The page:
Columbus: Belinda Luscombe on Marriageology
Join us at Book Culture on Columbus as Belinda Luscombe discusses her new book, Marriageology: The Art and Science of Staying Together on Tuesday, June 4th at 7pm!
A smart and concise guide to staying together that draws on scientific findings, expert advice, and years in the marital trenches to explain why marriage is better for your health, your finances, your kids, and your happiness
Like you, probably, Belinda Luscombe would rather have had her eyes put out than read a book about marriage; they all seemed full of advice that was obvious, useless, or bad. Plus they were boring. But after covering the relationship beat for Time magazine for ten years, she realized there was a surprisingly upbeat and little-known story to tell about the benefits of staying together for the long haul. Casting a witty, candid, and probing eye on the latest behavioral science, Luscombe has written a fresh and persuasive report on the state of our unions, how they’ve changed from the marriages of our parents’ era, and what those changes mean for the happiness of this most intimate and important of our relationships.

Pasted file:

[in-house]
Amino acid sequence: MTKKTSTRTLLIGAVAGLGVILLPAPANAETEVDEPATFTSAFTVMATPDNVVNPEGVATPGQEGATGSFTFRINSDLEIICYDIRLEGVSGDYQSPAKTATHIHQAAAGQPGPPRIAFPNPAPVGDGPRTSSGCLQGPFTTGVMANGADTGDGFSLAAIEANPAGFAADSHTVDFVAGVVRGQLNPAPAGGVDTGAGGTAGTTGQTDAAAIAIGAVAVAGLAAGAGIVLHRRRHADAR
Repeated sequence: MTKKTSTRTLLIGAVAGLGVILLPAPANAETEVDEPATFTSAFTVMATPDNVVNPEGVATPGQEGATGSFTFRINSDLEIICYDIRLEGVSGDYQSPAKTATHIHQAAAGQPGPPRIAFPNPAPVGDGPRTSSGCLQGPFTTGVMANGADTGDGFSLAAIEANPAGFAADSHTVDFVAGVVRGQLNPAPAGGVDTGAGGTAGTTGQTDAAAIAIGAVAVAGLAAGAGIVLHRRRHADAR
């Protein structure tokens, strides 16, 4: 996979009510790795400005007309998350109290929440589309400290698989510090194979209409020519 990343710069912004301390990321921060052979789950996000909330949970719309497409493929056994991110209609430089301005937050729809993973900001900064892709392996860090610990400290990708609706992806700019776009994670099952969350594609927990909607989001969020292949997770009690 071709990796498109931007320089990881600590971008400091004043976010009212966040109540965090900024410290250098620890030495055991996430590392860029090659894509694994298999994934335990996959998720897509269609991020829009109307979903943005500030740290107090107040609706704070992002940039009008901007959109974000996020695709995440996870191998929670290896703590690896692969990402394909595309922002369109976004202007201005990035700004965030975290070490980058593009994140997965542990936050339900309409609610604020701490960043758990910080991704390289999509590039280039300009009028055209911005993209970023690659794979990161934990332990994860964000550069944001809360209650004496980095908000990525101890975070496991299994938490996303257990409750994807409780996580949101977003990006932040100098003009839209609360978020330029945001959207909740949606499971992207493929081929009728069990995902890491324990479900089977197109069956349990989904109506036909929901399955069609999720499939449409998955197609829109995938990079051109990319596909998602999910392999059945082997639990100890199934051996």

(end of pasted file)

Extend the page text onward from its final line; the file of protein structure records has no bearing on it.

In Marriageology Luscombe examines the six major fault lines that can fracture contemporary marriages, also known as the F-words: familiarity, fighting, finances, family, fooling around, and finding help. She presents facts, debunks myths, and provides a fascinating mix of research, anecdotes, and wisdom from a wide range of approaches—from how properly dividing up chores can result in a better sex life to the benefits of fighting with your spouse (though not in the car) to whether or not to tell your partner that you lost $70,000. (The last one is from firsthand experience.)
Marriageology offers simple, actionable, maybe even borderline fun techniques and tips to try, whether the relationship in question is about to conk out or just needs a little grease and an oil change. The best news of all is that sticking together is easier than it looks.
Belinda Luscombe is an award-winning journalist who has worked for Time magazine for two decades. Luscombe has written numerous, much-discussed, culturally influential cover stories on marriage, pornography, Sheryl Sandberg, parenting, women in the workplace, and “How to Stay Married,” which was the basis for this, her first, long-awaited book. She won the Council on Contemporary Families Media Award for Print Coverage. Luscombe has been married for twenty-five years and has two children.